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The Accounting Technology Lab Podcast – CCH Connections Conference Recap – Dec. 2023

Technologists Randy Johnston and Brian Tankersley, CPA, discuss technologies presented at the recent CCH Connections user conference.

Technologists Randy Johnston and Brian Tankersley, CPA, discuss technologies presented at the recent CCH Connections user conference.

Use the podcast player below to listen.

Transcript (Note: There may be typos due to automated transcription errors.)


Randy Johnston, Brian F. Tankersley, CPA.CITP, CGMA.

Welcome to the technology lab presented by CPA practice advisor with your hosts, Randy Johnston and Brian Tankersley.

Randy Johnston  00:08

Welcome to Technology Lab. I’m Randy Johnston out of Hutchinson, Kansas with my friend and cohort and CO presenter Brian Tankersley out in Knoxville, Tennessee. Now, as it turns out, Brian and I get the privilege of being guest and presenters at lots of different conferences. And recently we were at the Wolters Kluwer cch users conference in Orlando, a fine event with lots of innovation shown, and lots of people that we got to talk to about their experience. So Brian, I know that you and I both went through the AI Lab and several other pieces, but there were some pretty big announcements. So what were the key observations you had from the user conference this year?

Brian F. Tankersley, CPA.CITP, CGMA  00:54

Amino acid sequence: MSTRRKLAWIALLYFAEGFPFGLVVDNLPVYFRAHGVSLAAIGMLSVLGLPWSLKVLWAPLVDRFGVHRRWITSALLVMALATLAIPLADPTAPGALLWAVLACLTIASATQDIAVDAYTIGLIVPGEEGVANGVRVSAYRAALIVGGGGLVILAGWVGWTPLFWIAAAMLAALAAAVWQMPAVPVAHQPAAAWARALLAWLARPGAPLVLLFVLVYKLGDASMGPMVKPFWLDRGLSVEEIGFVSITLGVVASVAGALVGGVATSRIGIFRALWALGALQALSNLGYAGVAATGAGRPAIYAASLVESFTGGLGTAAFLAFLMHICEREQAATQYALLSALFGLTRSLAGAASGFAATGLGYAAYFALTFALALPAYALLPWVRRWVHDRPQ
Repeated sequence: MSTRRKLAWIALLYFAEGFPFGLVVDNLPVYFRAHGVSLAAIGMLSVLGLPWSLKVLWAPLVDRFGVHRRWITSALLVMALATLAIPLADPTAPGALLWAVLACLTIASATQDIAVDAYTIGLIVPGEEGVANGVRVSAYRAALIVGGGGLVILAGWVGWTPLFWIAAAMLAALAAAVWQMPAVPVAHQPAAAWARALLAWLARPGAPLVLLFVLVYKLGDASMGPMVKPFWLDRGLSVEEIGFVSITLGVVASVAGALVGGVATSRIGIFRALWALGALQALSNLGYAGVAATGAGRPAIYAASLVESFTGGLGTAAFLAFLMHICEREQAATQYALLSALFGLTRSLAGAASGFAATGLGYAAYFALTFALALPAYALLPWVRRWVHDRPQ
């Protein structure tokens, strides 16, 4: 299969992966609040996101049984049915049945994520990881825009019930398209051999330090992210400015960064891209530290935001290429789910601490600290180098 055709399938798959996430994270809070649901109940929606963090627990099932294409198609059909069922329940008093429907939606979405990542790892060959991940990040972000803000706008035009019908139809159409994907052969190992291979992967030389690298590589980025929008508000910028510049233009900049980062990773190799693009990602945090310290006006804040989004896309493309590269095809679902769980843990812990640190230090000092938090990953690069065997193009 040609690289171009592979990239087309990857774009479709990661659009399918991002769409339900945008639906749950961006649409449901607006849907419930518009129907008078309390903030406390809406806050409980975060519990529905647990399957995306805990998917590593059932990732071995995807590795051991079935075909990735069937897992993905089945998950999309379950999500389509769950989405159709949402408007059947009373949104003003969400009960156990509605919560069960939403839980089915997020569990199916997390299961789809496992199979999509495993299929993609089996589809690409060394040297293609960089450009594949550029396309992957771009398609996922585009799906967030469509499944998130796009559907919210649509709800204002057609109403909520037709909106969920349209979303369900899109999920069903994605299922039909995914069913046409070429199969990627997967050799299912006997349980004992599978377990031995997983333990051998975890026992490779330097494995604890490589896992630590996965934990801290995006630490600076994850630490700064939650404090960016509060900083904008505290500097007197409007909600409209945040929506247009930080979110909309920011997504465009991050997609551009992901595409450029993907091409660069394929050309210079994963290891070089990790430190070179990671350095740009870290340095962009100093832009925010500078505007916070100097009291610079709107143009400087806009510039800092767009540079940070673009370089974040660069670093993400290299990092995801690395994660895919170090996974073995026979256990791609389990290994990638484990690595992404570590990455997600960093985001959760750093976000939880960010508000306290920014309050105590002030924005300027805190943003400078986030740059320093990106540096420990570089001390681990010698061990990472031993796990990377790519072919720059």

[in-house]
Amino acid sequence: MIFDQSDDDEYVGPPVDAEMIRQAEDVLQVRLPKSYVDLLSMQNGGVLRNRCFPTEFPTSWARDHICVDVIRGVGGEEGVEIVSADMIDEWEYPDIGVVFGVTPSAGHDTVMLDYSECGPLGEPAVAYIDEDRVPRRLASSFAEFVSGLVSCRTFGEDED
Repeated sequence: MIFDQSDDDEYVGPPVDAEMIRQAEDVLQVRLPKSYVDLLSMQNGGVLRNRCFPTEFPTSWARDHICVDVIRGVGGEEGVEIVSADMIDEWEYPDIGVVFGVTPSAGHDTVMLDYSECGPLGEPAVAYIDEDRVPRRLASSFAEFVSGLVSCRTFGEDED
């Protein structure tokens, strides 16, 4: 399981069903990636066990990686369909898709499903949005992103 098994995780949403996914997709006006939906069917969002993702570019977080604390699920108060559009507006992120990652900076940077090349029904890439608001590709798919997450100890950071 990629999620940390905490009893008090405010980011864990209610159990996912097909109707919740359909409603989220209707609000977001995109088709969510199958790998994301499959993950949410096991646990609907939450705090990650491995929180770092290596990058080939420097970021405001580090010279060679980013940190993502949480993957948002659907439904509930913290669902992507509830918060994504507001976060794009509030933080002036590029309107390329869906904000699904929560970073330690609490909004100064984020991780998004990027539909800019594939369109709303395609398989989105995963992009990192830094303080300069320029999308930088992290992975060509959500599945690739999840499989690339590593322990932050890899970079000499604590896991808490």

You know, I think I’m going to pull an audible here and go to the AI lab specifically. Because they they did have that AI Lab was actually quite interesting. And I noticed that many of the senior execs are kind of hanging out there because I think they think they want to be close to what people are thinking about AI and kind of what’s going on there. Just to reminder here that with AI, one of the major concerns is privacy. And so Wolters Kluwer cch is actually using a private model, as opposed to using chat GPT or something like that, that has a more a more shared share, like kind of privacy policy. So I think you have, you know, they’re they’re working on that. But one of their statements was that over 50% of Wolters Kluwer revenue is from products which include AI. And so the thesis statement I would give you there is that even though Chet GPT is new, AI most of most assuredly isn’t. And in fact, much of the technology that you think of today, as optical character recognition, where we take data that’s been scanned, and we turn it into you into structured data, like we, you know, we scan a trust statement turned into a spreadsheet, that technology, it really is benefiting from AI that has been developed over the last 1520 years. Okay, some of it longer than that. But the accuracy, accuracy increase that you see today comes from that, just like when we think about Aliette, say, I’m not going to say it out loud, because I don’t want to set it off in any of your any of your computers. But we think about that, or Sri or many of the other virtual assistants, they’re much better today than they were, they were in the future. Now we’re in the past Sorry, sorry. Now, when we look at this, the CCH AI lab, they actually went through and showed some things. And they talked a little bit about client relationship assistance and schedule optimization and benchmarking and firm specific guidance. They also talked about some global search features, specifically in the research products on AI, global search, and AI powered live feed, some contextual q&a, and then revenue scoring. As we look at this, though, they actually had five things that they had us, they had us actually go through and look at one of them was an AI powered search where we had a junior person went through and summarize data and actually, the AI actually wrote a client memo related to that topic, just kind of kind of a plain language, backgrounder. There was another one that that wrote a collection letter to a client. And and you actually, they actually said in there, there was going to be a stern collection letter, and it was stern, okay. There’s a thing on firm guidance and benchmarking compared to other firms in the area. And that one got a lot of the folks I talked to a little bit nervous, because it you know, if I mean, I guess it’s because I live in a smaller Metro, you know, if I lived in New York, New York, New Jersey, and that tri state area, I’d probably feel okay about being benchmark against firms that are within, let’s say, 100 miles of me, but here, that’s a whole different thing, you know, in flyover country who Randy and I live. So, you know, again, it might have to be a 500 or even 1000 mile ready radius to make that work, but it’s quite interesting. We also had some, some stuff that generated some firm and client scorecards out of practice. And again, some, some things in here on real time reporting of firm data. So that, you know, they had some very interesting labs that you went through, and I think there was, there was a lot of good stuff in there. One of the things that we’ve noted as we look across the industry, this was one of the first times I’ve seen actual real AI. That was been deployed in the area in an area that practicing CPA would use. You know, I’ve seen situations where people in demos feed bank statements into chat GPT to turn it into CSV values. And I would just say that from a privacy perspective, that’s beyond a nightmare. And I think it’s bordering on a privacy breach. So, so the problem with AI as one, what are you going to do with it? And two? How are you going to deal with the privacy implications of using it? And so I think that we need to be very careful with some of this public facing consumer AI like Chet GPT, but the WK lab was very good. I think it’s a good evolution of their product line of these these potential additions that they’re looking at. And I think it is, I think, you know, we’re, I think a lot of the hype of chat GPT has really driven us on AI, where, where we think AI is going to do everything we want it to do, it’s going to make us all thinner, it’s going to make it’s going to cure cancer, it’s going to make our teeth wider, it’s going to make us more attractive to members of the opposite sex. And I think the reality of the lab is that it is going to be an evolution, not a revolution. So, but we have to learn to trust it first. So that’s kind of my take on the AI Lab. Randy Yeah, so